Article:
reptile7's JavaScript blog

Sunday, December 27, 2020

Power, Base, and Logarithms

Blog Entry #412

Today's Super Calculator (SC) installment begins with a brief look at an exponentiation-related operation that I've never heard of before...

**Special, or not**

The

**Special functions**section on the left-hand side of the calculator contains a button.

`<input type="button" value="Spec" onclick="getinput(spec);">`

Clicking the button indirectly triggers a

`spec( )`

function whose verbatim**Help**message reads:

`"Spec is handy tool that allows you to multiply a number by another number any number of times. It works kind of like powers, except the only difference is that in powers, you have multiply a number by itself any number of times. This function allows you to multiply any number by any number, any number of times."`

(Would you as a user want to read all that? I wouldn't.)

The

`spec( )`

function carries out an a⋅b^{c}calculation, i.e., it multiplies an a factor by a b factor c times. If you are perchance thinking "

*This is nothing that can't be done with the SC keys we've covered previously*", well, you would be right about that.

Like the other exponentiation functions, the

`spec( )`

function is actually called from the `getinput( )`

function.`if (func == spec) { return spec(mode, a); }`

The

`spec( )`

function is the ninth-in-source-order function in the supercalc.txt `<script>`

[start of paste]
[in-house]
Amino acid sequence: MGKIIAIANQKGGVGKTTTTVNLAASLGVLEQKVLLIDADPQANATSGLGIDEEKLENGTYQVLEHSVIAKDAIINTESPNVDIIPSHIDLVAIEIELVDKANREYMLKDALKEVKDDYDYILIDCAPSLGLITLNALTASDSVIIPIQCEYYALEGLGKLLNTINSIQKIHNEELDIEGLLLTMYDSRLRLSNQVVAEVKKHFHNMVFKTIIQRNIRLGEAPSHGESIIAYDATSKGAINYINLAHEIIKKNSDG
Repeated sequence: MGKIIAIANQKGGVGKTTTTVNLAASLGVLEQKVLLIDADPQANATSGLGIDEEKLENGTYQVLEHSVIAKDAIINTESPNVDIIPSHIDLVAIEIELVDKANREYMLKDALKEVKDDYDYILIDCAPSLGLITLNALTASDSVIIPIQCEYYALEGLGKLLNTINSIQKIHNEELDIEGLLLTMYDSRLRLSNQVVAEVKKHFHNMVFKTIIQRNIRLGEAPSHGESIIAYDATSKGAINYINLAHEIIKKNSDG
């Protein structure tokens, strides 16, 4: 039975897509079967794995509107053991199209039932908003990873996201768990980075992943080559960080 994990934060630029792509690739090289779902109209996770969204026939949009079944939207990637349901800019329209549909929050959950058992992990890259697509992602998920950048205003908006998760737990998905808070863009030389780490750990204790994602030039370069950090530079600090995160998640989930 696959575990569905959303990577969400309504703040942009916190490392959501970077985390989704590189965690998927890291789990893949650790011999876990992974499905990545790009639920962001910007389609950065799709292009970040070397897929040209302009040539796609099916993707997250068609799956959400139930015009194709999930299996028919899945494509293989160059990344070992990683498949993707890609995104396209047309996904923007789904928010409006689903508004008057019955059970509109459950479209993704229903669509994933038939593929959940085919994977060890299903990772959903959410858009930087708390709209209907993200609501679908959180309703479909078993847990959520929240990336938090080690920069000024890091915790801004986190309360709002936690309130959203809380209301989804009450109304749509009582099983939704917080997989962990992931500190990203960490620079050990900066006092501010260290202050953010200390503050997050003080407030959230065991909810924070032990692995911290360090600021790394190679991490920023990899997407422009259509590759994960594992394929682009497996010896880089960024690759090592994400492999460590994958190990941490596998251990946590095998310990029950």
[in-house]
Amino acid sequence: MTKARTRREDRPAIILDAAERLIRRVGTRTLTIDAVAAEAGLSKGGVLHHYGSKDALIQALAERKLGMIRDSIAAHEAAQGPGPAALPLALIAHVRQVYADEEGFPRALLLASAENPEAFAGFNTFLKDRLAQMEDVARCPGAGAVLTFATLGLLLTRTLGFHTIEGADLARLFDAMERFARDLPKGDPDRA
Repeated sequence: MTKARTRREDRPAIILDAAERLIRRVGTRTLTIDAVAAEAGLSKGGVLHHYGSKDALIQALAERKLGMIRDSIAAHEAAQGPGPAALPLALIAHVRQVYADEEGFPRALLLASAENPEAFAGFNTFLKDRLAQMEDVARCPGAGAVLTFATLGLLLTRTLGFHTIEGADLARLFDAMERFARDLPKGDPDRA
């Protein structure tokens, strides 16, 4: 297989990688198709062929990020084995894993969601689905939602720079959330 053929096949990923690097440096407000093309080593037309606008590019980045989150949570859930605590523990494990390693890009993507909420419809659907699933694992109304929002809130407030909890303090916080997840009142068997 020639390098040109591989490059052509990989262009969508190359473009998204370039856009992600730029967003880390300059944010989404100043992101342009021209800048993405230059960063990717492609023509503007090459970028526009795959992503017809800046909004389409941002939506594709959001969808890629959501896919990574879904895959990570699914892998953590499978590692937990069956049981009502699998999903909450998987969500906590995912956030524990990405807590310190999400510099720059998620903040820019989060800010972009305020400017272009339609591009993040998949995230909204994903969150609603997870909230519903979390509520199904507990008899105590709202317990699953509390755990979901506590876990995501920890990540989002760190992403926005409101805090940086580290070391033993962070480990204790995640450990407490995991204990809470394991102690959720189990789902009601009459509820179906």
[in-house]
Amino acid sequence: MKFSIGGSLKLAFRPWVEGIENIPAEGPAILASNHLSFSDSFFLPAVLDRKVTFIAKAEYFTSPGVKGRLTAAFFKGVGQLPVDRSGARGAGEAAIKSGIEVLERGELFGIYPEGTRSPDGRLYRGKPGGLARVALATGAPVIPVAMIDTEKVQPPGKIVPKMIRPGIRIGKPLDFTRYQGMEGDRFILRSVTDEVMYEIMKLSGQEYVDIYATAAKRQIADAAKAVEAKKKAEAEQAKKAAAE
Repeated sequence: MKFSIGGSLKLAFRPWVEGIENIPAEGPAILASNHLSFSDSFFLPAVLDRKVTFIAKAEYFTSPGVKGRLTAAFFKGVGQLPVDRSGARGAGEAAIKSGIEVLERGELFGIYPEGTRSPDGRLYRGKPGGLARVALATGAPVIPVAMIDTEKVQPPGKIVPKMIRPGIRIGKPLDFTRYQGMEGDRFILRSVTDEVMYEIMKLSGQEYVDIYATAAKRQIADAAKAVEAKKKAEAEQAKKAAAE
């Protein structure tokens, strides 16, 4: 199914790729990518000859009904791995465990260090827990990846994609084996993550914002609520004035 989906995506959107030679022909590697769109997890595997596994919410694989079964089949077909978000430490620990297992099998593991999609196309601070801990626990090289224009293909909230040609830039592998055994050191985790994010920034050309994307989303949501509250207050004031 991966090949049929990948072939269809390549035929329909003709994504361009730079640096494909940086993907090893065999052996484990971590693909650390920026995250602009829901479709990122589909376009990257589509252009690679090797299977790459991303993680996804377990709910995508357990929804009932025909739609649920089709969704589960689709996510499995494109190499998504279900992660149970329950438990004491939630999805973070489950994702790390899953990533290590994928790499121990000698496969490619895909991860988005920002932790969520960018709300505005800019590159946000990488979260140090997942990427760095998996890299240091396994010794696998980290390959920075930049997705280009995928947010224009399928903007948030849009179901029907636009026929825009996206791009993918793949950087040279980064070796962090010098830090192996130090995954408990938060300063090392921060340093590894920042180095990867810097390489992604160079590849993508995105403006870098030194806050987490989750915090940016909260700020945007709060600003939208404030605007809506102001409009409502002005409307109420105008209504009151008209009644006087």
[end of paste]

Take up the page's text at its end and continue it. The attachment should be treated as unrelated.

element and is similar to the `power( )`

function.It

`prompt( )`

s the user for the a, b, and c operands.A

`d = Math.pow(b, c);`

command raises b to the ^{c}power.

The d = b

^{c}power is multiplied by a.

Depending on the starting point of the calculation, control then passes to either

the

`doit( )`

function so as to set the total.value to the a*d productor

the

`more( )`

function so as to append a (a*d) string to the total.value.**Exponentiation consolidation**

The use of separate functions for the x

^{2}, x

^{3}, and x

^{y}operations is rather inefficient, yes? We can straightforwardly rewrite the

`squared( )`

, `cubed( )`

, and `power( )`

functions as a single function - let's call it `getPower( )`

- if we equip that function with a third, b = 2 or 3 or y parameter for the exponentiation exponent. We can discretely bind the , , and buttons to the `getinput( )`

gateway with simple strings versus the squared, cubed, and power references for the functions we are putting out to pasture.`if (func == "square") { return getPower(mode, a, 2); }`

if (func == "cube") { return getPower(mode, a, 3); }

if (func == "power") { return getPower(mode, a, "y"); }

function getPower(mode, obj, b) { /* getPower( ) body */ }

<button type="button" onclick="getinput('square');">x<sup>2</sup></button>

<button type="button" onclick="getinput('cube');">x<sup>3</sup></button>

<button type="button" onclick="getinput('power');">x<sup>y</sup></button>